Author(s): Reed M, Wright S, Armitage F
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Abstract A nurse-led Pre-operative Assessment Clinic was introduced into the General Surgical Directorate at the Royal Hallamshire Hospital in August 1993 to provide a general medical and anaesthetic pre-operative assessment, to give information, both written and verbal, to patients about their operations and to identify social problems which might delay discharge. Patients were seen either at the time of their original clinic appointment or subsequently on a recall basis, prior to admission to hospital. The clinic was run by two out-patient nurses working to agreed protocols. Patients were given written information leaflets in addition to a verbal explanation about their admission and operation. In order to assess the effectiveness of the clinic, a group of patients attending during the first year were compared with similar patients who did not undergo pre-operative assessment. A questionnaire of satisfaction with information received was completed and compliance with the clinic protocols was recorded. In the pre-operative assessment group, patients were more satisfied with the amount of information received and there were significantly fewer cancellations due to unforseen medical problems in this group. Eighteen per cent of investigations were repeated unnecessarily because the reports were unavailable or considered out of date. However, only 1\% of patients pre-operatively assessed had their operations cancelled after their admission, compared with 6\% of non pre-operatively assessed patients. Given the total number of patients admitted for surgical procedures per year, the introduction of comprehensive pre-operative assessment for all patients could result in a substantial reduction in cancellations following admission.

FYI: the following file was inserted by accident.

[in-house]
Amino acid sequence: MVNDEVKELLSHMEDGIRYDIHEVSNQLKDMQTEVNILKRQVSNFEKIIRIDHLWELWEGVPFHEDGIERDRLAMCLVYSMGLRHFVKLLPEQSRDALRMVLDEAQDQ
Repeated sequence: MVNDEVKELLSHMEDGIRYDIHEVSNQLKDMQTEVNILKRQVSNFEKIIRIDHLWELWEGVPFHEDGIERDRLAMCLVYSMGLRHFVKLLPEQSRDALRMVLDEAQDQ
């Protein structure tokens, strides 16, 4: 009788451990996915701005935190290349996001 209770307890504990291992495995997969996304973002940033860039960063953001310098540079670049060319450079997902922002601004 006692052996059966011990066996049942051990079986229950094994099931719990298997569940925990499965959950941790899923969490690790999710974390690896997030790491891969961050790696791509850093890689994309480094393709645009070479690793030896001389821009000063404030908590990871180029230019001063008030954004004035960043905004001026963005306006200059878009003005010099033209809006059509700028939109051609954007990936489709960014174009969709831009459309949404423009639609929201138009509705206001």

This article was published in J R Coll Surg Edinb
and referenced in Journal of Perioperative & Critical Intensive Care Nursing